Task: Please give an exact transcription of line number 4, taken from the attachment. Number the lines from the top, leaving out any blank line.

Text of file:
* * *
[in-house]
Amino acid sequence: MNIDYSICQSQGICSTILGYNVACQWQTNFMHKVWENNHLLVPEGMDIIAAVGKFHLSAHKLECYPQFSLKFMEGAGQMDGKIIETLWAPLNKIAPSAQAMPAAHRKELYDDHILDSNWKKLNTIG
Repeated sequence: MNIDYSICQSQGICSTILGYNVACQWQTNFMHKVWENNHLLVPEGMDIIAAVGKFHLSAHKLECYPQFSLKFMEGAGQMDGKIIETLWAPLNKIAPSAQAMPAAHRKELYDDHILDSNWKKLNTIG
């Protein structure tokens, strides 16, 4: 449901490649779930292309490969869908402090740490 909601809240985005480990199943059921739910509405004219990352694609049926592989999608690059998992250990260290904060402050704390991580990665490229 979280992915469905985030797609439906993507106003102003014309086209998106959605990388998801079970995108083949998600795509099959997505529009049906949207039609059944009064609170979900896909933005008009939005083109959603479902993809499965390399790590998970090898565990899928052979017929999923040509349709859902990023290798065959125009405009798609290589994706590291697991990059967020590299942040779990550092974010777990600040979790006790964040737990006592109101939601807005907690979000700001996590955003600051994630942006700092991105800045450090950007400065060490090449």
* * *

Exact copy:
């Protein structure tokens, strides 16, 4: 449901490649779930292309490969869908402090740490 909601809240985005480990199943059921739910509405004219990352694609049926592989999608690059998992250990260290904060402050704390991580990665490229 979280992915469905985030797609439906993507106003102003014309086209998106959605990388998801079970995108083949998600795509099959997505529009049906949207039609059944009064609170979900896909933005008009939005083109959603479902993809499965390399790590998970090898565990899928052979017929999923040509349709859902990023290798065959125009405009798609290589994706590291697991990059967020590299942040779990550092974010777990600040979790006790964040737990006592109101939601807005907690979000700001996590955003600051994630942006700092991105800045450090950007400065060490090449």